Information flow should be considered. What does the user need to know and be able to communicate to the system, and what information does the user need from the system? The user can get information from the system in the form of light in a display, or sound, as in an alarm. Knowledge is created when the user receives the information, interprets its meaning, and turns it into an understanding of the system. Communication between the user and the system should be simple and quick. The rate at which information passes between the user and the system is an important characteristic of the system. The user may act infrequently, or there may a continuous interaction like a conversation.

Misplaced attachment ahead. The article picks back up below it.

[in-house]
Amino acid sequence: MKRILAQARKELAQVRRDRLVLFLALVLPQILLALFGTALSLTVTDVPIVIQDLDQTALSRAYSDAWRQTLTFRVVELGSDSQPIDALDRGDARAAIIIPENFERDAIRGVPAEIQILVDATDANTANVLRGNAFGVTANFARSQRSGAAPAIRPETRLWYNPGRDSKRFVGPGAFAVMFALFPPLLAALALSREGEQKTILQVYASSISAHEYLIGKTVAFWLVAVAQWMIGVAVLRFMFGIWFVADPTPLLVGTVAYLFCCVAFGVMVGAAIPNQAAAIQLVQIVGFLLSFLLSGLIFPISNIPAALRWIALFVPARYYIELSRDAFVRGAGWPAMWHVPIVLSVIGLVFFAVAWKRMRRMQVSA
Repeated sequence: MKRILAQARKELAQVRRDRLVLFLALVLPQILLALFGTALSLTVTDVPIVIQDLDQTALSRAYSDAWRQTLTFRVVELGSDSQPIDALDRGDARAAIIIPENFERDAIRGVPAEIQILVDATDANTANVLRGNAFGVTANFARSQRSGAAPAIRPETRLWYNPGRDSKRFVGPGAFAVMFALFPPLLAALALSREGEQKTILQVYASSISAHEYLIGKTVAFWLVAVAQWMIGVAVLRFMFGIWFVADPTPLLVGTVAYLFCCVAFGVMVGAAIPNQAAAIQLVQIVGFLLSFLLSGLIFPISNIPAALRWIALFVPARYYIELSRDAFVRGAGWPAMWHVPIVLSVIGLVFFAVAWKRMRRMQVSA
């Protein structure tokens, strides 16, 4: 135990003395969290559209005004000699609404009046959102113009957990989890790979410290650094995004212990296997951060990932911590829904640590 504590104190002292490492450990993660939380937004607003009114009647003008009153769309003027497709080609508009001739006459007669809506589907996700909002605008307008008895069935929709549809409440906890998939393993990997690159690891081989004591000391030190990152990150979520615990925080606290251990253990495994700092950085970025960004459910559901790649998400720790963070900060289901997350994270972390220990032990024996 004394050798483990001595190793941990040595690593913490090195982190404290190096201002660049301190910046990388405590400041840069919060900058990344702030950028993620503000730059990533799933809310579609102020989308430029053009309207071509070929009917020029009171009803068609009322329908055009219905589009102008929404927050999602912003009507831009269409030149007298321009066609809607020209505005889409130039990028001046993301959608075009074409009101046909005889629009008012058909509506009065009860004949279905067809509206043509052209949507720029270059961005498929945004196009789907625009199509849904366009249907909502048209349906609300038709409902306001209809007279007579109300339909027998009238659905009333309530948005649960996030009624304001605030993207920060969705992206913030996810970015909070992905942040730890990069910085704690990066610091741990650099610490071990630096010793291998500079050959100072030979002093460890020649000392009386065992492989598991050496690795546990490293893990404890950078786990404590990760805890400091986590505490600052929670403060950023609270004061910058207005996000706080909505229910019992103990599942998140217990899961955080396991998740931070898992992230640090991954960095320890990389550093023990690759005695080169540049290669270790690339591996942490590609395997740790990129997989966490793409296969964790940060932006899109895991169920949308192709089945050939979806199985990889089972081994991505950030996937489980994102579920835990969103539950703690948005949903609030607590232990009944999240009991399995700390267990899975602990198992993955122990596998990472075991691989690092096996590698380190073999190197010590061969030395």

The overall effectiveness of the system will depend on how well the control devices match the task design. Some tasks are likely to be performed better with some types of controls than others:

  • Use a joystick, trackerball or mouse to move a cursor on a display
  • Use a keyboard or keypad to enter numbers or letters
  • Use a lightpen or touchscreen for immediate selection of items on a display
  • Use speech when the system can translate it into instruction.

There may be several reasons for choosing one control device over another. These may include the abilities of the users. The first three types of devices above depend on hand-eye co-ordination. Therefore, if the users are likely to have poor vision or poor hand control, then speech may become an important alternative. Similarly, if the users are likely to be busy with many hand controls, then foot controls or speech may be more effective.